Correct. Yeah. There’s two things I look for, and one is revenue history. Because if you have revenue history, you can have a better framework for revenue projections. So this entire model is predicated on revenue projections. And the best way to project is to look at the history. I really believe that companies that are post revenue that have a good understanding of their economics are a better fit for this. The second thing I look for is the use of funds. Generally, it’s like we need growth capital that’s going to increase revenues. This does not apply only to tech startups on the Coast. I was talking to a small female black owned beauty business in Tampa, Florida, and she said, I don’t have a great credit score. I can’t qualify for an SBA loan. I’ve got 300 customers that are ready to buy product. I need capital for inventory. I was like, There’s no better way for me to feel good about an investment than loading her up with inventory if she’s got a pipeline of people to buy that inventory. So a great use of funds really compelled me to invest. So I think that how the capital is being leveraged, how it’s going to increase revenues is a huge vantage point for me and how to evaluate these as well as revenue history.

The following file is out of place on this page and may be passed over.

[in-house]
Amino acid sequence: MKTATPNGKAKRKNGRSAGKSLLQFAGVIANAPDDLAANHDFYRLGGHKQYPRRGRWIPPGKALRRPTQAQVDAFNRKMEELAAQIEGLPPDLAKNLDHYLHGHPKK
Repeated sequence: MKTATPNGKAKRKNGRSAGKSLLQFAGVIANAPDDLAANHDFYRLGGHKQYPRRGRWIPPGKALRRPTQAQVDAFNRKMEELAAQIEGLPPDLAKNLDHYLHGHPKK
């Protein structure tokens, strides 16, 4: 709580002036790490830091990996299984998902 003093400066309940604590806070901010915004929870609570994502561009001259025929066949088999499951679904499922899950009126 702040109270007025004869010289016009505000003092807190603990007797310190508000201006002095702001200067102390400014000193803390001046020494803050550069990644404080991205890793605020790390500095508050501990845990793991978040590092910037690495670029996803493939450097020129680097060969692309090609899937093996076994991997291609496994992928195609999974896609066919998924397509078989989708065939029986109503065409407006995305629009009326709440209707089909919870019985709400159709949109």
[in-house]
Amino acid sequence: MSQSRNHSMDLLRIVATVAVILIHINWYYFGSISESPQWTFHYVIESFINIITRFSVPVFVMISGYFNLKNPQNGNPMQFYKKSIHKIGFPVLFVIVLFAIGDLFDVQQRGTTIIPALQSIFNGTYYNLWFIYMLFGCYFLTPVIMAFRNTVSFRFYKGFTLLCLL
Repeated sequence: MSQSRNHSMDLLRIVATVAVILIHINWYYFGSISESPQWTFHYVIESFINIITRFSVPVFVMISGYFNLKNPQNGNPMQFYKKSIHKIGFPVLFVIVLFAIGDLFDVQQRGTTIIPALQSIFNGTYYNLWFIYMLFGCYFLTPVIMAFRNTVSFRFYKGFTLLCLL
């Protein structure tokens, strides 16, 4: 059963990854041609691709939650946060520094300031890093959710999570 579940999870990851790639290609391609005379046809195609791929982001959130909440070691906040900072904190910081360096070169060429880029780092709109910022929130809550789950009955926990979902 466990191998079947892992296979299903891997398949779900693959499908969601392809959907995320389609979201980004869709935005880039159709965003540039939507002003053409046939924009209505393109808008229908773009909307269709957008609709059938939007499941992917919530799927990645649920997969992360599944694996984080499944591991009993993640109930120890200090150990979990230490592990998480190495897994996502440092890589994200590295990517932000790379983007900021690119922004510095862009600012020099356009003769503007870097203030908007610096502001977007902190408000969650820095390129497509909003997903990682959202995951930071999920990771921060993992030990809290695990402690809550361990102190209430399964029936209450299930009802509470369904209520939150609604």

[00:08:12.210] – Sean
Sure. What I’d like to do is start diving into the types of companies you guys look for or look to add to your portfolio. Just a quick question here. I’m on wefunder. Com. Is that the correct URL?
[00:08:27.480] – Justin
[00:08:28.370] – Sean
Yes. Awesome. And we’ll let you promote all the hot places people can reach out to. But I always like to when the guest is talking, I like to pull up their site, take a look. But that to the audience real quick is wefunder. Com. But yeah, let’s dive into the types of business models you guys are looking for.
[00:08:45.090] – Justin
Yeah. So wefunder was designed to be an open platform, a marketplace connecting entrepreneurs with investors. And we’ve always been very intentional around the democratization of startup investing, both on the founder side and on the investor side. And one of the things that made this possible was in 2017, there was a law passed with the jobs act that allowed for unaccredited investors to participate in startup investing. Previously, that was not accessible unless you are an accredited investor, e. G. A rich person. We really operate on the ethos of let your friends and family invest, let your customers invest, let your community invest. You have strength in numbers. You have a lot of people that can not only invest but also benefit from your success. Let’s open up those gates to startup investing. That’s really the ethos of we funder. We’re a public benefit corporation. And for that reason, we’ve generally had a pretty wide portfolio. If you go to different angel networks around the country, I’ve had a lot of experience with this. One thing you’ll pick up on is all investors have a thesis. I look for businesses that are making the climate better. I have an impact thesis.